Don’t Let It Loose. Through public education and awareness, encourage pet owners to consider re-homing services and rescue centers for unwanted aquarium fish or euthanasia as a last resort. Re-homing services in the Sea to Sky include:
Never use Goldfish as live bait.
If you catch Goldfish:
- The BC Freshwater Fishing Regulations outline when and how you are permitted to fish with a Recreational Fishing License. These regulations vary by region and waterbody and are in place to protect native fish populations and sensitive aquatic habitats.
- Any fishing or capture method beyond what is permitted by a Recreational Fishing License requires a provincial Scientific Collection Permit.
- In waterbodies where a species quota is not specified the species may be retained, unless general regulations are in place that prevent retention (e.g., release all fish).
- Call the Conservation Officers (1-877-952-7277)
Mechanical Control: Mechanical methods of controlling Goldfish are only likely to achieve population suppression, not eradication.
Population suppression efforts, however, may help reduce biomass, and hence lessen negative impacts. Mechanical removal methods may include hook & line fishing, gill-netting and electrofishing with scoop netting. In the right conditions, repeated electrofishing & scoop netting can remove some of the mature Goldfish from the water body, however the fish tend to swim deep, or into vegetation, or mud to evade the electrofisher, so it is very difficult to shock and remove all fish present.
Another option, if possible, is to drain a water body completely and allow the lake bottom to freeze completely over winter. The success of this method is not well-documented, and would be dependent on very cold winter temps and very low oxygen levels in the sediment.
Most mechanical control methods require permits, contact SSISC for more information.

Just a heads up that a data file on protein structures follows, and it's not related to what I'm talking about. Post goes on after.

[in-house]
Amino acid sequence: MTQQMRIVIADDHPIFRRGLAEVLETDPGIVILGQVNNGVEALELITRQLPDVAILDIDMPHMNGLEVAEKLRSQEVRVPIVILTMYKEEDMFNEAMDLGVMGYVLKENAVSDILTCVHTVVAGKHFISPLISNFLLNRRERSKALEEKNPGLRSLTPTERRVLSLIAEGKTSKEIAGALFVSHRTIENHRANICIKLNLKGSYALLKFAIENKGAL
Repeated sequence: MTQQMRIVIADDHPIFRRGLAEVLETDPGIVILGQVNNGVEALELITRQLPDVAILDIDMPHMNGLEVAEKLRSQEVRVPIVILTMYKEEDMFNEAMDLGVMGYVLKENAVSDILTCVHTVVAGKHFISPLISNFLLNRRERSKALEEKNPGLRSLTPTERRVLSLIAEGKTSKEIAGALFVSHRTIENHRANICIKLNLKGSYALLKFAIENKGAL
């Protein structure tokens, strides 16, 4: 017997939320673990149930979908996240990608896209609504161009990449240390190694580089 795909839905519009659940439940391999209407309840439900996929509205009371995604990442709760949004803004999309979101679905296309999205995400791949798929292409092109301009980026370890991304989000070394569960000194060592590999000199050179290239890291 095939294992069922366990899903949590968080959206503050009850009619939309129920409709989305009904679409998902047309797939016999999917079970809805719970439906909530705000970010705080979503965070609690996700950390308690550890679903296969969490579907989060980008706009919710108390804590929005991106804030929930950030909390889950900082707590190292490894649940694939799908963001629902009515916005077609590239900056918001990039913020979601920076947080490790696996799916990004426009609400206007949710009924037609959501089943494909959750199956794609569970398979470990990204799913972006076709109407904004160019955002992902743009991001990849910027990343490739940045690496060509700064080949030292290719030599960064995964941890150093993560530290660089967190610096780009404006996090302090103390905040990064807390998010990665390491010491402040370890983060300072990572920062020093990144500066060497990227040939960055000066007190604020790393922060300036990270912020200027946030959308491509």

Chemical Control: The temporary application of a piscicide (e.g., rotenone) to a water body has achieved successful eradication of invasive fish in other regions of BC. This method requires restocking of the water body with native fish following the piscicide treatment, since the pesticide affects all gill-breathing organisms.
However, there is a lengthy permitting and approval process required to carry out this type of control. There are no plans to use this method in the Sea to Sky region, at this time.
Biological Control: Natural predators like birds of prey don’t seem to eat Goldfish at a level that would suppress the population, so population control is currently unlikely.
- Government of British Columbia, Goldfish Invasive Species Alert Factsheet, https://www2.gov.bc.ca/assets/gov/environment/plants-animals-and-ecosystems/invasive-species/alerts/goldfish_alert.pdf
- Government of Ontario, Goldfish, https://www.ontario.ca/page/goldfish
- Invasive Species Compendium, Carassius auratus auratus (Goldfish), https://www.cabidigitallibrary.org/doi/10.1079/cabicompendium.90562
- Ministry of Forests, Lands, Natural Resources Operations & Rural Development Contacts, personal communication with Andrew Klassen
- Resort Municipality of Whistler, personal conversations
- Thompson Rivers University, personal communication with Brian Hiese
Similar Invasive Fish: Koi
Koi are another, similar looking, invasive fish species that have been observed in local lakes and poinds, likely from being intentionally introduced. If you see them, be sure to report your sighting.